Batis vs. Loxia
ZEISS just announced the new Batis series for Sony Alpha users. Well, that is definitely a great news that there will be more lenses available for Sony FE-mount cameras. Somebody might anyway wonder why the totally new series but not an extension for example to Loxia series?
I had an opportunity to keep first public protos in my hands and also hear some philosophy behind Batis. When the Loxia series is more directed to the modern multiformat content producers with all the time growing demand to shoot also video, the Batis is clearly targeted for more traditional pro level still photographers. Already the focal lengths of two first models tells this story.
The 2/25 is clearly targeted for landscape and architecture photographers. There were no possibility to really try the lens in the real environment but some snapshots taken in the meeting room already confirmed this. It is really a pleasure to see the world through the Batis, meaning the view is really pleasant for the eye. This wide angle lens offers good image quality from edge to edge as you would expect from a ZEISS lens. One of the reasons for this is naturally the 25 mm focal length. Another one is the Distagon lens design (Warning: Some very heavy and technical content behind the link :-)). Four aspheric lens elements helps to keep the image sharp also in the edge. Well, this part seem to be in order. You can see some examples at ZEISS Lenses Flickr album.
The 1.8/85 is really what many Sony/ZEISS users have been waiting for. It is a portrait lens and it has certain features which are clearly targeted to help for example wedding photographers. The speed of the lens (f1.8) is naturally the first one and the optical image stabilization is the second one. Both help users in demanding lightning conditions and the autofocus naturally brings some needed support in rapidly changing situations. Examples photos of 85 mm can be also seen in Flickr.
The autofocus is clearly the first big difference between Loxia and Batis series. While the video shooter values the manual 180° focus ring of Loxia, still photographer will like the Batis autofocus. It works relatively fast and seems to manage also demanding conditions, like fast target changes in varying lightning conditions.
What I especially like in the Batis series is the focus tool called OLED display. I am shooting lot in the darkness doing some night photography. The biggest challenge is always the focusing. As all the others, also I have solved the situation this far with a led light but when you use some torch in the dark it always affects to your night vision. Now I don’t need so much extra light when the first-in-the-world lens display shows the focusing distance and the depth of field. Well, when shooting the night sky it is most important to see that the focus is in infinity but being able to see the depth of field might even change my way of thinking. This far I have only played attention into the effect the short focal length creates but now I might start to play with it more…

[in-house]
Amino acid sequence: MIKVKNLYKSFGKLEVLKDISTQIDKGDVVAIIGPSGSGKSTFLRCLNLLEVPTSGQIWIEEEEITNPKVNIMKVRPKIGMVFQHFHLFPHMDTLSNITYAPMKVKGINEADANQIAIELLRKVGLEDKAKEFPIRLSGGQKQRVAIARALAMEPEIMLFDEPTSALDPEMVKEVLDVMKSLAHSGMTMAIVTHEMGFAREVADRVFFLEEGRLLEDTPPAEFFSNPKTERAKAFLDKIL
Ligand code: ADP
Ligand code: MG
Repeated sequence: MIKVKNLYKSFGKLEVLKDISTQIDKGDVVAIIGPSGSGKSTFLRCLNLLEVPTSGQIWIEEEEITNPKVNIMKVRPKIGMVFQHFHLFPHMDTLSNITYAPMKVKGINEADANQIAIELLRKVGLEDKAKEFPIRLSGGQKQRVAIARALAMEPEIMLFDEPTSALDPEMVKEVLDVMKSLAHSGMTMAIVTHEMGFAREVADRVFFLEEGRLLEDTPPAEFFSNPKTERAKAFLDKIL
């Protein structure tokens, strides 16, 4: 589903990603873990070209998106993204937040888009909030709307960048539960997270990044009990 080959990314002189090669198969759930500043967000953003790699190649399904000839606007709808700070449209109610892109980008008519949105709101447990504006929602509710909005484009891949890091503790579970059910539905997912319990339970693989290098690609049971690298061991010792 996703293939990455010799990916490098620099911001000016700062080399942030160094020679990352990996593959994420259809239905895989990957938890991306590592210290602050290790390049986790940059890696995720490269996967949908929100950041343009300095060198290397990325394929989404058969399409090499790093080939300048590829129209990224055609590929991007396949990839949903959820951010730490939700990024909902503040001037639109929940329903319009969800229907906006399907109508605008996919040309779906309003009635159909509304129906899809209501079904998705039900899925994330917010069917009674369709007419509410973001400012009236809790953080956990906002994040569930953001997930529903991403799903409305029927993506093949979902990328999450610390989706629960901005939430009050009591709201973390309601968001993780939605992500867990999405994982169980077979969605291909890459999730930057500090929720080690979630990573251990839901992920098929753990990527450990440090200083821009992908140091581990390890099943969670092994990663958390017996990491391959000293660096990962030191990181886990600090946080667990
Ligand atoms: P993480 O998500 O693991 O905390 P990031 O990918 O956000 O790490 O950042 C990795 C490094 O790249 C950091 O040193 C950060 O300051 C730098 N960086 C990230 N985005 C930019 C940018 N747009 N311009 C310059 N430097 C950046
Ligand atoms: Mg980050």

Some might wonder whether the display is robust enough but the ZEISS representative promised that the weather sealing is great and the display is replaceable. During the two plus one year warranty period most of the problems should be fixed and ZEISS never let unfinished products to the public markets so the electronics should not be a problem.
Both Baris lenses are representing the new sleek design of ZEISS. The shape shares consumers but for me it is expedient because it is very much streamlined. There aren’t knobs or levers sticking out. The only but is that the rubber made manual focus ring does not jump out of the lens surface. It might be a challenge to find it in the night conditions with cloves on. That is when you mostly use manual focus: Night, winter, cold weather etc… Anyway, the rubber surface feels so different from the aluminium that you might anyway find it. Not sure but I need to return to this when I have a chance to test it more.
Aperture setting will be done with the camera, meaning the Batis lens does not have the aperture ring. Fly-by-wire control is not a problem because Sony setting wheels are working well for this purpose also. The manual Loxia has naturally also the manual aperture setting ring. The DeClick feature related to aperture setting in Loxia lenses is also targeted for video shooters. Being able to change the aperture smoothly, without extra sounds and movement, is a must for a video shooter.
Another feature I use a lot with Loxia is the focus aid which is a must with manual focus lenses. The peaking color/level setting is one of the most used features in my Sony A7. Because this is a camera feature it works also with lenses mentioned. In generally the co-operation with Sony and ZEISS seem to work because ZEISS lenses work so well together with Sony cameras. Actually all the ZEISS lens series designed for Sony FE-mount feels like they are integrated part of the camera, the packet works so well together.
Another difference between Loxia and Batis is the diameter of objective lens. This is also an characteristic which indicates where are the roots of Loxia design. The M52 x 0.75 filter thread of Loxia 2/50 objetive is clearly targeted for video shooters equipping their lenses with matte box etc. Batis offers more lens space with 67 mm diameter filter thread.
So, here’s the short description of the most important differences between these lenses. What about the most important, meaning the image quality? Well, there is naturally the fabulous ZEISS T* coating also in these lenses so Batis should have the legendary ZEISS 3D Pop… You can be sure I am already very anxious to get the Batis for test shooting in July…
Sulantoblog article (In Finnish).